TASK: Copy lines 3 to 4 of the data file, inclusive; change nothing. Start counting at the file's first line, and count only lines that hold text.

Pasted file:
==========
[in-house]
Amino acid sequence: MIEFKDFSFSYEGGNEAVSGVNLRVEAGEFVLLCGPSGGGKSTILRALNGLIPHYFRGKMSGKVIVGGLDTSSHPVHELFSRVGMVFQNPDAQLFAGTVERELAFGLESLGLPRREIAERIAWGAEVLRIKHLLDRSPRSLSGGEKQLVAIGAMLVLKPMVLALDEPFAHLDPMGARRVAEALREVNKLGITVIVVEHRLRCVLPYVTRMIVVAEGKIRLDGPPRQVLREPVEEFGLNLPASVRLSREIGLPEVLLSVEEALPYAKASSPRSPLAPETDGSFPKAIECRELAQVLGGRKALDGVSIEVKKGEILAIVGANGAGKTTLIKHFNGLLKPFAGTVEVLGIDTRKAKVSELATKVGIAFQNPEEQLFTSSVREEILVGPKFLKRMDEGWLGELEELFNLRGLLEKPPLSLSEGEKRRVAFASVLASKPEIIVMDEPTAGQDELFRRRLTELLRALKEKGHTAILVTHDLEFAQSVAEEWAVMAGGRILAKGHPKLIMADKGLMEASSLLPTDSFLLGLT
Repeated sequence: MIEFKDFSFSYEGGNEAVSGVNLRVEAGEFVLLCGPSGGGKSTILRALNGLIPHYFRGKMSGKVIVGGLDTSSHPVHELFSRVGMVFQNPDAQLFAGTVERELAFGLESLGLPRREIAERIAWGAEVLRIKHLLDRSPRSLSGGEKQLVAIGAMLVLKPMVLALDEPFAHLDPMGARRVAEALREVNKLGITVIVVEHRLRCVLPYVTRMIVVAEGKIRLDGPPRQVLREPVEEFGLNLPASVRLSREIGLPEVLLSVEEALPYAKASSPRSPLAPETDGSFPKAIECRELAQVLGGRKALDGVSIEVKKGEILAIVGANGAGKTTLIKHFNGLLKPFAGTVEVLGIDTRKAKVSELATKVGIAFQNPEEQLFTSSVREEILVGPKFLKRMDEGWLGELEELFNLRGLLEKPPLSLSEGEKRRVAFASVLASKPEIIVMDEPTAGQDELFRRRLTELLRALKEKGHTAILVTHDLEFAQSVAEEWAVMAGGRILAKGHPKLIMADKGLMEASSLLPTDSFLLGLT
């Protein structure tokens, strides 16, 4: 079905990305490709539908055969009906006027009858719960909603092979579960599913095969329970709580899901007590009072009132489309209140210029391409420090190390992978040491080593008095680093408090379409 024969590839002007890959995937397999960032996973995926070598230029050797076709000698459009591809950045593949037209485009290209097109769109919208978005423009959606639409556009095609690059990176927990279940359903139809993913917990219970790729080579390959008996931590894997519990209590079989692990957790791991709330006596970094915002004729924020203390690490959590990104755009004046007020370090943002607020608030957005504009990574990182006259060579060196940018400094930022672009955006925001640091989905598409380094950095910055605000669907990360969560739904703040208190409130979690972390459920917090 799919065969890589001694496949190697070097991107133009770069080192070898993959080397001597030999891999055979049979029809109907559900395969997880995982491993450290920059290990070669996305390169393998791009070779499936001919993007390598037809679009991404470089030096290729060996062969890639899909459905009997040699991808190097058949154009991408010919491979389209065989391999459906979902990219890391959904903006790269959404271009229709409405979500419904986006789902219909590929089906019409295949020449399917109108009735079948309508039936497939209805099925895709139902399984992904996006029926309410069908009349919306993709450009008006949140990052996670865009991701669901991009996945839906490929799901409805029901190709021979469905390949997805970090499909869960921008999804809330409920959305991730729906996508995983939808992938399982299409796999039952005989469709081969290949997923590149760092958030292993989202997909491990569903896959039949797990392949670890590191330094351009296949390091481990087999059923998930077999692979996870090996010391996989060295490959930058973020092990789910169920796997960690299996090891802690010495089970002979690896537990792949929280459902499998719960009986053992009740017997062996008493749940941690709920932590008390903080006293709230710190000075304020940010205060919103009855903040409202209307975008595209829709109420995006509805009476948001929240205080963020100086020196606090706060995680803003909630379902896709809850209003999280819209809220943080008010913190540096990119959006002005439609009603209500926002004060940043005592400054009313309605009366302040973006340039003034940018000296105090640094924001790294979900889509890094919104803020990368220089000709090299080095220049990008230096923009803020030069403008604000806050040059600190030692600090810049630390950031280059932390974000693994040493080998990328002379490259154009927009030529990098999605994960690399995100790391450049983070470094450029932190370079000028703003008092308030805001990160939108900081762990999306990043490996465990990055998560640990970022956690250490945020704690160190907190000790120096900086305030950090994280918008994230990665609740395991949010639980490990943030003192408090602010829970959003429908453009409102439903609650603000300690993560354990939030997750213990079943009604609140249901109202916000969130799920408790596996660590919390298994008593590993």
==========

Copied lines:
Repeated sequence: MIEFKDFSFSYEGGNEAVSGVNLRVEAGEFVLLCGPSGGGKSTILRALNGLIPHYFRGKMSGKVIVGGLDTSSHPVHELFSRVGMVFQNPDAQLFAGTVERELAFGLESLGLPRREIAERIAWGAEVLRIKHLLDRSPRSLSGGEKQLVAIGAMLVLKPMVLALDEPFAHLDPMGARRVAEALREVNKLGITVIVVEHRLRCVLPYVTRMIVVAEGKIRLDGPPRQVLREPVEEFGLNLPASVRLSREIGLPEVLLSVEEALPYAKASSPRSPLAPETDGSFPKAIECRELAQVLGGRKALDGVSIEVKKGEILAIVGANGAGKTTLIKHFNGLLKPFAGTVEVLGIDTRKAKVSELATKVGIAFQNPEEQLFTSSVREEILVGPKFLKRMDEGWLGELEELFNLRGLLEKPPLSLSEGEKRRVAFASVLASKPEIIVMDEPTAGQDELFRRRLTELLRALKEKGHTAILVTHDLEFAQSVAEEWAVMAGGRILAKGHPKLIMADKGLMEASSLLPTDSFLLGLT
């Protein structure tokens, strides 16, 4: 079905990305490709539908055969009906006027009858719960909603092979579960599913095969329970709580899901007590009072009132489309209140210029391409420090190390992978040491080593008095680093408090379409 024969590839002007890959995937397999960032996973995926070598230029050797076709000698459009591809950045593949037209485009290209097109769109919208978005423009959606639409556009095609690059990176927990279940359903139809993913917990219970790729080579390959008996931590894997519990209590079989692990957790791991709330006596970094915002004729924020203390690490959590990104755009004046007020370090943002607020608030957005504009990574990182006259060579060196940018400094930022672009955006925001640091989905598409380094950095910055605000669907990360969560739904703040208190409130979690972390459920917090 799919065969890589001694496949190697070097991107133009770069080192070898993959080397001597030999891999055979049979029809109907559900395969997880995982491993450290920059290990070669996305390169393998791009070779499936001919993007390598037809679009991404470089030096290729060996062969890639899909459905009997040699991808190097058949154009991408010919491979389209065989391999459906979902990219890391959904903006790269959404271009229709409405979500419904986006789902219909590929089906019409295949020449399917109108009735079948309508039936497939209805099925895709139902399984992904996006029926309410069908009349919306993709450009008006949140990052996670865009991701669901991009996945839906490929799901409805029901190709021979469905390949997805970090499909869960921008999804809330409920959305991730729906996508995983939808992938399982299409796999039952005989469709081969290949997923590149760092958030292993989202997909491990569903896959039949797990392949670890590191330094351009296949390091481990087999059923998930077999692979996870090996010391996989060295490959930058973020092990789910169920796997960690299996090891802690010495089970002979690896537990792949929280459902499998719960009986053992009740017997062996008493749940941690709920932590008390903080006293709230710190000075304020940010205060919103009855903040409202209307975008595209829709109420995006509805009476948001929240205080963020100086020196606090706060995680803003909630379902896709809850209003999280819209809220943080008010913190540096990119959006002005439609009603209500926002004060940043005592400054009313309605009366302040973006340039003034940018000296105090640094924001790294979900889509890094919104803020990368220089000709090299080095220049990008230096923009803020030069403008604000806050040059600190030692600090810049630390950031280059932390974000693994040493080998990328002379490259154009927009030529990098999605994960690399995100790391450049983070470094450029932190370079000028703003008092308030805001990160939108900081762990999306990043490996465990990055998560640990970022956690250490945020704690160190907190000790120096900086305030950090994280918008994230990665609740395991949010639980490990943030003192408090602010829970959003429908453009409102439903609650603000300690993560354990939030997750213990079943009604609140249901109202916000969130799920408790596996660590919390298994008593590993």